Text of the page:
Apple Card Is Here. Now What?

At long last, the Apple Card has arrived – and its nationwide rollout brings with it a host of questions not only for its creators but for the future of consumer finance itself.

Apple made a splash early last year when it announced it was partnering with Goldman Sachs to create a new credit card. Last month the firms made that new card available to every single iPhone user in the United States.

The card’s various features, advantages and drawbacks have been much analyzed. The companies haven’t offered official guidance on how many people have signed up so far, but Apple Card’s easy integration with the Apple Wallet suggests it could one day become a hit.

And if so, then what? Will Goldman be content to serve as a largely faceless back-office partner, or might this groundbreaking partnership evolve?

We have been thinking about an event like this for some time. Back at the beginning of 2017 we posited, in our annual State of Financial Services report, that successful financial services firms of the future would play one of three roles, and sometimes all three at once in different markets or across different products.



We highlighted three archetypes: demand aggregators, platform providers, and component suppliers. Demand aggregators, we said, will be primary in the mind’s eye of the customer as “the one who solves my needs,” delivering relevant experiences and the right components from an ecosystem of partners. Platform providers provide digitized capabilities to connect component suppliers to demand aggregators or to other component suppliers. And component suppliers deliver a component that is unmatched in its capability to solve some aspect of the customer need. In this case, the Apple Store and Apple Pay are platform providers, and Apple’s iPhone is the demand aggregator; Goldman Sachs is (at least initially) a component supplier.

We also noted that different players can play different positions in different businesses. Goldman, for its part, has now taken two positions in consumer finance. First, in 2016, it rolled out Marcus, a retail online bank, in hopes of becoming a demand aggregator. Now it is serving as a component supplier via its partnership with Apple.

It should be noted that neither Apple nor Goldman has much expertise in consumer finance. Apple makes hardware and software, and Goldman is mostly an investment bank. Yet their partnership represents the sum of all fears for financial services firms. A decade ago, firms worried about fintech upstarts stealing big chunks of business in the blink of an eye. Then they worried that big tech firms might unveil killer apps that would disrupt financial services. (See our 2018 State of Financial Services report for more on this.) Next, they worried that large existing firms would mobilize distinctive capabilities in one subsector (such as investment banking) and then port that to another subsector (retail financial services), with the advantage of being branchless and asset light — as in the case of Goldman Sachs with Marcus. As we argued in our 2019 State of Financial Services report, firms that employ a greenfield approach can combine the investment discipline and speed of startups with modern technology to get to market quickly — and sustain the rapid evolution that the tech sector has taught the world to expect.


When a genius in consumer products joins forces with a genius in finance, will the result be a genius in consumer finance -- or just another alternative to many others that exist today?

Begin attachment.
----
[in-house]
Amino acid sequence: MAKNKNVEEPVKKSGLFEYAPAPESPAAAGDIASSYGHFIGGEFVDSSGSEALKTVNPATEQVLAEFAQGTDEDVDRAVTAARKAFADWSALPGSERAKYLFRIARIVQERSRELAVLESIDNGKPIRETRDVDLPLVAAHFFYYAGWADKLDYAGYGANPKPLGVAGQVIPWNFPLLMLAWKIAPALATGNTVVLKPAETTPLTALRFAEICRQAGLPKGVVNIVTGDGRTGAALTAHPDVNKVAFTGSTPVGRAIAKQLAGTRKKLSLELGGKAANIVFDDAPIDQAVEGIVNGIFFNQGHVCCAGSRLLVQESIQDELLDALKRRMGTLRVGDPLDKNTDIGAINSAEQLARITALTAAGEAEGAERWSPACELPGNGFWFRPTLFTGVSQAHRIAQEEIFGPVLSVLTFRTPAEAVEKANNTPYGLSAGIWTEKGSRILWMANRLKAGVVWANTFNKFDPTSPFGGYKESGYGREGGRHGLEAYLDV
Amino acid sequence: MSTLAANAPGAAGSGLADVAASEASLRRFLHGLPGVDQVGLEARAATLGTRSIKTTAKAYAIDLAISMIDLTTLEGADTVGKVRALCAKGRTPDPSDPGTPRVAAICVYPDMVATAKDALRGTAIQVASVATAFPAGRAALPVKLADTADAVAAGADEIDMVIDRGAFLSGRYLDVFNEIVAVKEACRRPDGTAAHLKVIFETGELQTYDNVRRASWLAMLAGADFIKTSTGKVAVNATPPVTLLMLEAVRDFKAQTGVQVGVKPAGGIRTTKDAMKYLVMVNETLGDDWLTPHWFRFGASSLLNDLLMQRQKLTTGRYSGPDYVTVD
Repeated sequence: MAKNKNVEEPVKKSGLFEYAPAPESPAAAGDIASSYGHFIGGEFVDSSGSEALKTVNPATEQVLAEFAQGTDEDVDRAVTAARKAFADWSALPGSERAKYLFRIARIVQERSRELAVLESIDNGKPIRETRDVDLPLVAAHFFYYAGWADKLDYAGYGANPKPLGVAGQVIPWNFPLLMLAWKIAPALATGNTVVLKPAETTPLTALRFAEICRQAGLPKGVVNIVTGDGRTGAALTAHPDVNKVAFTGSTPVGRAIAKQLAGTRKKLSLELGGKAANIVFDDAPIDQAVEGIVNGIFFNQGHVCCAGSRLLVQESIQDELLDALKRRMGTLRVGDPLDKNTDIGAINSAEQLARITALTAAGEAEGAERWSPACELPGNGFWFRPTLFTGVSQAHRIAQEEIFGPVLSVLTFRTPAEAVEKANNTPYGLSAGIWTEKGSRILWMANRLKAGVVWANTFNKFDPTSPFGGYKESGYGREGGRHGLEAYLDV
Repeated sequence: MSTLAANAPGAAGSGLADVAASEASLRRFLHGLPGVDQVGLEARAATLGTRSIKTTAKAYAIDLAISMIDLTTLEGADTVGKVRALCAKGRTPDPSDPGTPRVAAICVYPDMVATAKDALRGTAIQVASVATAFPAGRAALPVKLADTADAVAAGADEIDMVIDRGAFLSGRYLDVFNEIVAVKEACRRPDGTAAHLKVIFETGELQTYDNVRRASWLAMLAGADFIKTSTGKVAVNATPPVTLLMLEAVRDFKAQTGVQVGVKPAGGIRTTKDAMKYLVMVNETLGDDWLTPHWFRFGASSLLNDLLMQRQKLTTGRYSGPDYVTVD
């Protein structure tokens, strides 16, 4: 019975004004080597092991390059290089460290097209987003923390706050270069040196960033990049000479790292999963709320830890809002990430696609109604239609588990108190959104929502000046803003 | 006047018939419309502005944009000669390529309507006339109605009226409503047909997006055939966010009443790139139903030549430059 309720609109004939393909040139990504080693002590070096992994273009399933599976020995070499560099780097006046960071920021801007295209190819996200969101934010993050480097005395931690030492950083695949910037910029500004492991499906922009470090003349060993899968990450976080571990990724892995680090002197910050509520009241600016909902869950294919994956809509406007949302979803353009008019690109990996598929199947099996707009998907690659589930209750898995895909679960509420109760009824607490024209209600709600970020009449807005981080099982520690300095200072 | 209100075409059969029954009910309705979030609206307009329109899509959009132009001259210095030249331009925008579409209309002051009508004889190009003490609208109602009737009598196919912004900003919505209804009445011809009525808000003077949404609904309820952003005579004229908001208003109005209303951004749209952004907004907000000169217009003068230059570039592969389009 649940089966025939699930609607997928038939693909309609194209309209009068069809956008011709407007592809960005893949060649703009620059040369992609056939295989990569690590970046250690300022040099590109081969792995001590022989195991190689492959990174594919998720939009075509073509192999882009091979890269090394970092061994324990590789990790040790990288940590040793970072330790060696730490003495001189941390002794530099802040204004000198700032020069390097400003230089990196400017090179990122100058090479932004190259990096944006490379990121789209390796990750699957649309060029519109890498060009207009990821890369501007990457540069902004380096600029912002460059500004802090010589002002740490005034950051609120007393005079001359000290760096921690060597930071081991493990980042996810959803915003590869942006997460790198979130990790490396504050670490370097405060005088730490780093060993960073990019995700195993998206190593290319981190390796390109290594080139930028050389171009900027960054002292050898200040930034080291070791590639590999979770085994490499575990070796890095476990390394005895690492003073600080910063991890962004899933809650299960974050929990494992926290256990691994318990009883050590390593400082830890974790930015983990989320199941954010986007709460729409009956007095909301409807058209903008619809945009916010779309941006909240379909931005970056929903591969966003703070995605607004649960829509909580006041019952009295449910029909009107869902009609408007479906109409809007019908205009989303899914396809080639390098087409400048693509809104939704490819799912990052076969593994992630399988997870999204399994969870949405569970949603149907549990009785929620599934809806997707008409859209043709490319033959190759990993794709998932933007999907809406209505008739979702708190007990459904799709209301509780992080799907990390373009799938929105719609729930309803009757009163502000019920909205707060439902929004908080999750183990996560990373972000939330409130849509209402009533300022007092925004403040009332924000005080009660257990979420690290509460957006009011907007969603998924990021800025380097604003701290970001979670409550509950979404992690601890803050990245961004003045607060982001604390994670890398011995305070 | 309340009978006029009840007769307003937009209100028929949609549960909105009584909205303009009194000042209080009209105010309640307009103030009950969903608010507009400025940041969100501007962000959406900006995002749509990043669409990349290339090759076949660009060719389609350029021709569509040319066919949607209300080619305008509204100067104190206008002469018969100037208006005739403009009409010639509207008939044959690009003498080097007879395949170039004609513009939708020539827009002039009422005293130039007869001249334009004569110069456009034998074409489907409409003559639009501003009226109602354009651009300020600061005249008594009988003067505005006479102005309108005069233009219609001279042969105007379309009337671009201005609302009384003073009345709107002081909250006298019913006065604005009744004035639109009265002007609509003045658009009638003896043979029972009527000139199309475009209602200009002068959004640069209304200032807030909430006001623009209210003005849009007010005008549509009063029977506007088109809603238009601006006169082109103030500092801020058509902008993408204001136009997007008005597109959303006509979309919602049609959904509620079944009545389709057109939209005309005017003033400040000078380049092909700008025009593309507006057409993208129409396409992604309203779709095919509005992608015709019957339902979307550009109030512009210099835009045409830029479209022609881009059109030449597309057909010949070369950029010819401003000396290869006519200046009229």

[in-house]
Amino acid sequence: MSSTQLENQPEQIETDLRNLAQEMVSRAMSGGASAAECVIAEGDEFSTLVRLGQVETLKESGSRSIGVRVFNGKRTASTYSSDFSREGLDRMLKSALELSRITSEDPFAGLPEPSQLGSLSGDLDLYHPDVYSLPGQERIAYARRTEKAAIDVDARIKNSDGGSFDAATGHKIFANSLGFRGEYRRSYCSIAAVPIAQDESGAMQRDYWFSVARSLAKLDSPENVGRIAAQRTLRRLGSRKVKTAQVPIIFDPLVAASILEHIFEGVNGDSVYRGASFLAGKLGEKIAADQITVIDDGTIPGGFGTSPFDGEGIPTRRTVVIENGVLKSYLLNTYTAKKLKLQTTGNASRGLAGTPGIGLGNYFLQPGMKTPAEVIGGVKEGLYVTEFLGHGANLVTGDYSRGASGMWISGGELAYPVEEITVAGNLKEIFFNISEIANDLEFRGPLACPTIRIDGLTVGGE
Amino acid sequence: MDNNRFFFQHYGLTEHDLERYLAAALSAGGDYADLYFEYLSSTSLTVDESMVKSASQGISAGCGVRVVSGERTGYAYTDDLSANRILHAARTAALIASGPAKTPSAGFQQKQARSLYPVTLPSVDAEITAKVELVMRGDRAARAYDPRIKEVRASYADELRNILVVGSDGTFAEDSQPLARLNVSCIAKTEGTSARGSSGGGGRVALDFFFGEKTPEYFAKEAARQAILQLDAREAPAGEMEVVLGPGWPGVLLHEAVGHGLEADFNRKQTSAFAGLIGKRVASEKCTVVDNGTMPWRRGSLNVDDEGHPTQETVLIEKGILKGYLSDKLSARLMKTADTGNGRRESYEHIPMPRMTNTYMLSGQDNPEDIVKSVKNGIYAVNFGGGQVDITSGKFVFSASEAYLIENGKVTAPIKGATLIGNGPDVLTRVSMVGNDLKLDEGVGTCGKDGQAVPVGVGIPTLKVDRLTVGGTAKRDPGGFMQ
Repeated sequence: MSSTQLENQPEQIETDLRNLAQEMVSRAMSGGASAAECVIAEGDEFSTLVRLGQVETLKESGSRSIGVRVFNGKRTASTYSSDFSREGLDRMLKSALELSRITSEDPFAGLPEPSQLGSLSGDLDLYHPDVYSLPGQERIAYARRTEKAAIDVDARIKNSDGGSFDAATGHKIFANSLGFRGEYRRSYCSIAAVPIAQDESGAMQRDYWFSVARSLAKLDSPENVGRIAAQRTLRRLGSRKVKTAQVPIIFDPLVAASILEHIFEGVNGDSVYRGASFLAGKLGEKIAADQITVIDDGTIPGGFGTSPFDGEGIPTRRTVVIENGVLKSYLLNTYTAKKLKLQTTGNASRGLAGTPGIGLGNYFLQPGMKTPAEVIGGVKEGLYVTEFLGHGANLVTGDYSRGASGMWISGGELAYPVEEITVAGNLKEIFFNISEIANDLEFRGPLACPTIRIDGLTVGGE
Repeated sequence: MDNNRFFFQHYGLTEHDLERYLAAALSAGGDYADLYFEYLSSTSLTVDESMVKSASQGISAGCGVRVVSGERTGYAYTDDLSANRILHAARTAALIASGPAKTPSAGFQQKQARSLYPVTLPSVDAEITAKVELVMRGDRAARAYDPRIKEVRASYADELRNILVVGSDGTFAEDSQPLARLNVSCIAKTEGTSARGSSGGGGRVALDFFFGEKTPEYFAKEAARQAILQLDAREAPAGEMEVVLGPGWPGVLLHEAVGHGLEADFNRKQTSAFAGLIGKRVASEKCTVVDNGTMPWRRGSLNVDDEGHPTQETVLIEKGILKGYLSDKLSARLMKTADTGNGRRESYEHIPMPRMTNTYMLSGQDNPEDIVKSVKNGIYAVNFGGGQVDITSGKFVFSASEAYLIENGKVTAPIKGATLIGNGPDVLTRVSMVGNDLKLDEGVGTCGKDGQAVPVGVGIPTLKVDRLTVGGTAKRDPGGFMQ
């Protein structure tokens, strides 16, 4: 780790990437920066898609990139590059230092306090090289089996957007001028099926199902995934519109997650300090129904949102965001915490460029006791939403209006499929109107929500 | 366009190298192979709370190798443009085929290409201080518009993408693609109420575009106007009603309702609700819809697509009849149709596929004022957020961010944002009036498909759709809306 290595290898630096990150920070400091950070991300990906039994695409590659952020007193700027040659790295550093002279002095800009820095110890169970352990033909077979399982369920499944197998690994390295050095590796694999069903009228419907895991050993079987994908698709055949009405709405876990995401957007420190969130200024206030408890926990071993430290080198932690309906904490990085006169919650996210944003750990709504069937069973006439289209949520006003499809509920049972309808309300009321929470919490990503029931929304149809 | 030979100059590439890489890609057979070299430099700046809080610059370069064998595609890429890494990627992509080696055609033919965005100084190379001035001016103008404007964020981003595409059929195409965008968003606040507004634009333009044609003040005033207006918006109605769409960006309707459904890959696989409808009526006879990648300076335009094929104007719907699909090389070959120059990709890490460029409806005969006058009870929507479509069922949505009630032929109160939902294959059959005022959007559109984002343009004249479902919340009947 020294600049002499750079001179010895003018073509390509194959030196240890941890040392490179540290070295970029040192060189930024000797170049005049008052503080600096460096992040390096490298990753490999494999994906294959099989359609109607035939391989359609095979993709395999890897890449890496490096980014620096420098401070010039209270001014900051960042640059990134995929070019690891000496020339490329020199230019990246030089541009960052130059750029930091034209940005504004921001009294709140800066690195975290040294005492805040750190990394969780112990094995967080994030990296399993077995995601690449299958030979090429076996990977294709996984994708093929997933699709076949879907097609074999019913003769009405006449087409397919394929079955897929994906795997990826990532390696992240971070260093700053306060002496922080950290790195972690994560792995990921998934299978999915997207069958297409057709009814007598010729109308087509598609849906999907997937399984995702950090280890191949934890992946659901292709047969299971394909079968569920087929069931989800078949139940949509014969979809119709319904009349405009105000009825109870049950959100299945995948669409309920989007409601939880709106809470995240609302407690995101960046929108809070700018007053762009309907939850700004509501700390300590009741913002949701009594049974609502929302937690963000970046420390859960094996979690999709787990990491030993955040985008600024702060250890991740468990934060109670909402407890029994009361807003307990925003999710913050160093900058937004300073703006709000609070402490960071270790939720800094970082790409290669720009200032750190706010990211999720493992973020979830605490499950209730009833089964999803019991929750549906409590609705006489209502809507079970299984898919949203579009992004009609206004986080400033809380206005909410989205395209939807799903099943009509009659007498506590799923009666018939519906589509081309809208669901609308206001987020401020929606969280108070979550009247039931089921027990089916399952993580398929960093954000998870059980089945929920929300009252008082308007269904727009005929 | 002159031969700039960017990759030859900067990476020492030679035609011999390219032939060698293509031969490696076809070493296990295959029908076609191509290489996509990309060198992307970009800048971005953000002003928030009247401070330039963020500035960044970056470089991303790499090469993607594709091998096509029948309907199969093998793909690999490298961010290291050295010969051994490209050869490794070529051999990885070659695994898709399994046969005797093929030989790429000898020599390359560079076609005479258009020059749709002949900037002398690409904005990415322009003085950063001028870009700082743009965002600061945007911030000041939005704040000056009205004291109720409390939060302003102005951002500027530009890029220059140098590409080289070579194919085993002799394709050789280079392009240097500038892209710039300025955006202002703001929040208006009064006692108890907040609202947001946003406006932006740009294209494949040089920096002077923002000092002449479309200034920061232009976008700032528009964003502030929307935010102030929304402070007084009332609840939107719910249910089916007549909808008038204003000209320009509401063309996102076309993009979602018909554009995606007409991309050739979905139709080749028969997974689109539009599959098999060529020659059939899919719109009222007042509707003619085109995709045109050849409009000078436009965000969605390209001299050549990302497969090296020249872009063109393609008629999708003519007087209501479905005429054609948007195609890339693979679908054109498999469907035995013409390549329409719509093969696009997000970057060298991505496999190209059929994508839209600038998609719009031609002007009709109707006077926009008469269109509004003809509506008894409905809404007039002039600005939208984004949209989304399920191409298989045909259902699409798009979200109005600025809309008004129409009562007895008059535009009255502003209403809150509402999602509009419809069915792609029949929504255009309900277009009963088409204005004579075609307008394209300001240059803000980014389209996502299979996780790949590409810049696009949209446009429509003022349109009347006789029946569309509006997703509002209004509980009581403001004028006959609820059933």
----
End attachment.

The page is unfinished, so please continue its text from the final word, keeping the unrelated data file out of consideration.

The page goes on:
Now, the worry is that big tech will simply opt to partner with big financial firms, allowing them to act much more nimbly while triggering what could be massive disruption. This concern is warranted: The battleground has shifted from product competition to competition for attention, and the amount of attention Apple commands on a daily basis far outstrips the attention most financial service providers enjoy with their customers.  

Perhaps a more important lesson Goldman is teaching the rest of the industry is that the best approach for the disruptive era now unfolding is to build as broad a portfolio as possible, to try different things, to experiment. For instance, the brand beyond the Apple relationship is Goldman Sachs, not Marcus. At the same time, Marcus is expanding its customer reach and offerings.



Of course, success for the Apple Card is far from guaranteed. Its nationwide rollout raises many questions -- for Goldman, for Apple, and for the broad financial services industry.

For Goldman: Sure, Apple Card gets the firm into the hands of the masses, but to what end? Does it want to expand in this space by rolling out related products? Who else is jostling to get into this game, and might Apple invite others?

For both Goldman and Apple: Who commands the greater attention with customers in the long term -- Apple or Goldman? What happens if Goldman wants to become a demand aggregator?

For the financial services industry: Will this new partnership create a juggernaut that changes behavior, setting the bar for everyone else to follow? When a genius in consumer products joins forces with a genius in finance, will the result be a genius in consumer finance -- or just another alternative to many others that exist today?

While we were early in pointing out these intersecting trends, we don’t know precisely how Apple Card or the broader digital disruption of the financial services industry might play out. Our focus is on framing the fundamental forces that are driving industry disruption, and then playing forward what might likely result from the deep digitization that is unfolding. For glimpses of what is possible, please see our past three State of Financial Services reports, which lay out interesting – and at times prescient -- scenarios.

Apple Card Is Here. Now What?